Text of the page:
Author ORCID Identifier

orcid.org/0000-0002-9525-9095

Defense Date

2017

Document Type

Dissertation

Degree Name

Doctor of Philosophy

Department

Mechanical and Nuclear Engineering

First Advisor

Supathorn Phongikaroon

Abstract

The electrorefiner (ER) is the heart of pyroprocessing technology operating at a high-temperature (723 K – 773 K) to separate uranium from Experimental Breeder Reactor-II (EBR-II) used metallic fuel. One of the most common electroanalytical methods for determining the thermodynamic and electrochemical behavior of elemental species in the eutectic molten salt LiCl-KCl inside ER is cyclic voltammetry (CV). Information from CV can possibly be used to estimate diffusion coefficients, apparent standard potentials, transfer coefficients, and numbers of electron transferred. Therefore, predicting the trace of each species from the CV method in an absence of experimental data is important for safeguarding this technology. This work focused on the development an interactive computational design for the CV method by analyzing available uranium chloride data sets (1 to 10 wt%) in a LiCl-KCl molten salt at 773 K under different scan rates to help elucidating, improving, and providing robustness in detection analysis. A principle method and a computational code have been developed by using electrochemical fundamentals and coupling various variables such as: the diffusion coefficients, formal potentials, and process time duration. Although this developed computational model works moderately well with reported uranium data sets, it experiences difficulty in tracing zirconium data sets due to their complex CV structures. Therefore, an artificial neural intelligent (ANI) data analysis has been proposed to resolve this issue and to provide comparative study to the precursor computational modeling development. For this purpose, ANI has been applied on 0.5 to 5 wt% of zirconium chloride in LiCl-KCl eutectic molten salt at 773 K under different scan rates to mimic the system and provide current and potential simulated data sets for the unseen data. In addition, a Graphical User Interface (GUI) through the commercial software Matlab was created to provide a controllable environment for different users. The computational code shows a limitation in high concentration CV prediction, capturing the adsorption peaks, and provides a dissimilarity. However, the model is able to capture the important anodic and cathodic peaks of uranium chloride CV which is the main focus of this study. Furthermore, the developed code is able to calculate the concentration of each species as a function of time. Due to the complexity of the CV of zirconium chloride, the computational model is used to predict the probability reactions occurring at each peak. The resulting study reveals that the reaction at the highest anodic peak is related to the combination of 70% Zr/Zr+4 and 30% Zr/Zr+2 for the 1.07 wt% and 2.49 wt% zirconium chloride and 30% Zr/Zr+4 and 70% Zr/Zr+2 combination for 4.98 wt% ZrCl4. The proposed alternative ANI method has demonstrated its capability in predicting the trend of species in a new situation with a high accuracy on predictions without any dissimilarity. Two final structures from zirconium chloride study which high accuracy (that is, a low error) are related to [9, 15, 10]-18 and [10, 11, 25]-19. These two final structures have been applied on uranium chloride salt experimental data sets to further validate the ANI’s ability and concept. Three different fixed data combinations were considered. The result indicates that by increasing the number of training data sets it does not necessarily help improving the prediction process. ANI implementation outcome on uranium chloride data set illustrates a good prediction with a specific fixed data combination and [9, 15, 10]-18 structure. Thus, it can be concluded that ANI is a promising method for safeguarding pyroprocessing technology due to its robustness in predicting the CV plots with high accuracy.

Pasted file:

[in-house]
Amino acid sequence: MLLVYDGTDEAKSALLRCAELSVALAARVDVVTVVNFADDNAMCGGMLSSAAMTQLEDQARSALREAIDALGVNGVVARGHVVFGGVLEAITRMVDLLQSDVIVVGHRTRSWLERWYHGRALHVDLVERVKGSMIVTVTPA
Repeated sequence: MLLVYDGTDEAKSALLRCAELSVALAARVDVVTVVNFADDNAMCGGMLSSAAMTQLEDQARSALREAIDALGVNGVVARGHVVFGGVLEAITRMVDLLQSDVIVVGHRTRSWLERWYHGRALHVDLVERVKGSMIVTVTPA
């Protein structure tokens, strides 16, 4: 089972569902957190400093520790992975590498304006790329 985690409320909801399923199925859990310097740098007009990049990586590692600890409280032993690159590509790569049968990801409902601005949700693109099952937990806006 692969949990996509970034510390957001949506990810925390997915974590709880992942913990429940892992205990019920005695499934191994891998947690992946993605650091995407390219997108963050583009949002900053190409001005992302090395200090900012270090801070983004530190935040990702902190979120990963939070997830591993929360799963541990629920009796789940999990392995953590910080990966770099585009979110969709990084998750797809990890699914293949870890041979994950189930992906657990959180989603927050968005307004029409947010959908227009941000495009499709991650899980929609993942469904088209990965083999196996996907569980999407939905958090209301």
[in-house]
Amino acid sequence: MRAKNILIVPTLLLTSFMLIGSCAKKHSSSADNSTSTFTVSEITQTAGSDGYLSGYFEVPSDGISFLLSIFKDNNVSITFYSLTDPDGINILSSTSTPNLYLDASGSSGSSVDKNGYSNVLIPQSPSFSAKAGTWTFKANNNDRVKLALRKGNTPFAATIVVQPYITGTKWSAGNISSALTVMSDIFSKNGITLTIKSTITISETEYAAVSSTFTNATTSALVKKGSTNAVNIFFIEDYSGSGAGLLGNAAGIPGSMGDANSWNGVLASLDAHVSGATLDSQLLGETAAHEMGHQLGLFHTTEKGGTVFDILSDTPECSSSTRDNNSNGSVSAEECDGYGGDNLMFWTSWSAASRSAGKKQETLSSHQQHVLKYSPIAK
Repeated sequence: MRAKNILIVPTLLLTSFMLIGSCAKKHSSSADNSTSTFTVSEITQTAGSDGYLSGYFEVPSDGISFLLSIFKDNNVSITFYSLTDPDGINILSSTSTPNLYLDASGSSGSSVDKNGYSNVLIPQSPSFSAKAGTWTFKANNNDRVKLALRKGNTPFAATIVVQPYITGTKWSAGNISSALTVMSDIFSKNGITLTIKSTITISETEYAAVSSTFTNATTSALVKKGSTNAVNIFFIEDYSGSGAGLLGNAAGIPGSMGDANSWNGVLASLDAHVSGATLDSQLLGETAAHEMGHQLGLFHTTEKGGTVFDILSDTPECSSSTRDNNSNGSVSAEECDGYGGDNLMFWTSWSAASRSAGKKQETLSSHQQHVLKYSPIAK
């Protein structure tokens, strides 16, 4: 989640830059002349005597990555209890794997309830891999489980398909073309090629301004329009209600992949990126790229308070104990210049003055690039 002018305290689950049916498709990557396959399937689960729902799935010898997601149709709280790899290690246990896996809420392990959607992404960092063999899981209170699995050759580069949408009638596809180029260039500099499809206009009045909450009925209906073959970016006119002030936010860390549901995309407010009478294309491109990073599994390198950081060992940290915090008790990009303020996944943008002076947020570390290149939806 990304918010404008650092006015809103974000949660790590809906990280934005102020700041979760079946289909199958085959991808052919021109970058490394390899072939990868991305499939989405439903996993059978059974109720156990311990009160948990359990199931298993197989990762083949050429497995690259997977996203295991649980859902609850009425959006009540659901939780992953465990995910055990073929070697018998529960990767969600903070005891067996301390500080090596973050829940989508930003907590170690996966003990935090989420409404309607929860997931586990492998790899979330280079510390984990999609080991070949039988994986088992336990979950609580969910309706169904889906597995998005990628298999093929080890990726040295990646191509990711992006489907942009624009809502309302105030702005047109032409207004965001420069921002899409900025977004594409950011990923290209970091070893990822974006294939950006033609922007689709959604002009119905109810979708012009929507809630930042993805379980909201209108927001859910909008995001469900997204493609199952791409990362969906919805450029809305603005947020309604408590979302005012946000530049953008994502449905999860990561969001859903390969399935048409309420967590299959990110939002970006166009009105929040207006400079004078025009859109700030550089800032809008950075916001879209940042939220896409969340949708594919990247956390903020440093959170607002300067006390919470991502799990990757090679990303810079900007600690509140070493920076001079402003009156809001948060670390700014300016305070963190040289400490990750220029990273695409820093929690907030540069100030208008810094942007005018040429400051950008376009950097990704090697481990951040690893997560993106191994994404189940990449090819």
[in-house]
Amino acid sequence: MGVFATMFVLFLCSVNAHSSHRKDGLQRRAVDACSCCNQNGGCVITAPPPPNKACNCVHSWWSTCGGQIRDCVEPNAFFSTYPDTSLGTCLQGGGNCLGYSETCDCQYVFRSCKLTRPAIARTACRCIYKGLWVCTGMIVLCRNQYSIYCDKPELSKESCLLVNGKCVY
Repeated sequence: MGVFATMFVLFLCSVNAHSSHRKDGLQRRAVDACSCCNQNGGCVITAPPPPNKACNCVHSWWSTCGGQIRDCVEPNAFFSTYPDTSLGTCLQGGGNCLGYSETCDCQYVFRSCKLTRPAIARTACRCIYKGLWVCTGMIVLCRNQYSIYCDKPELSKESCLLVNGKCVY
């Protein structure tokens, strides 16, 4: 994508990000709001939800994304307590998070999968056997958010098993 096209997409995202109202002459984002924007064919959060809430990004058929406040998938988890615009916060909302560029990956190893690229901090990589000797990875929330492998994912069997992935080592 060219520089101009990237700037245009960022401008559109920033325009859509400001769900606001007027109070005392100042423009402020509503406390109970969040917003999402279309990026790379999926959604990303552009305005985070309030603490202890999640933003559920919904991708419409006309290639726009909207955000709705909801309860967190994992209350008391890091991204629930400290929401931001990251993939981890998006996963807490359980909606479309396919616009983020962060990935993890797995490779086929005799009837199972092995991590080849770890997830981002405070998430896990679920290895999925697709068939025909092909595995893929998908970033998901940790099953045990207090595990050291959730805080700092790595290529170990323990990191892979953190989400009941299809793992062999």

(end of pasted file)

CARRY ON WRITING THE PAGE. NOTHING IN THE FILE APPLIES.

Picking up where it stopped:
Rights

© The Author

Is Part Of

VCU University Archives

Is Part Of

VCU Theses and Dissertations

Date of Submission

8-10-2017

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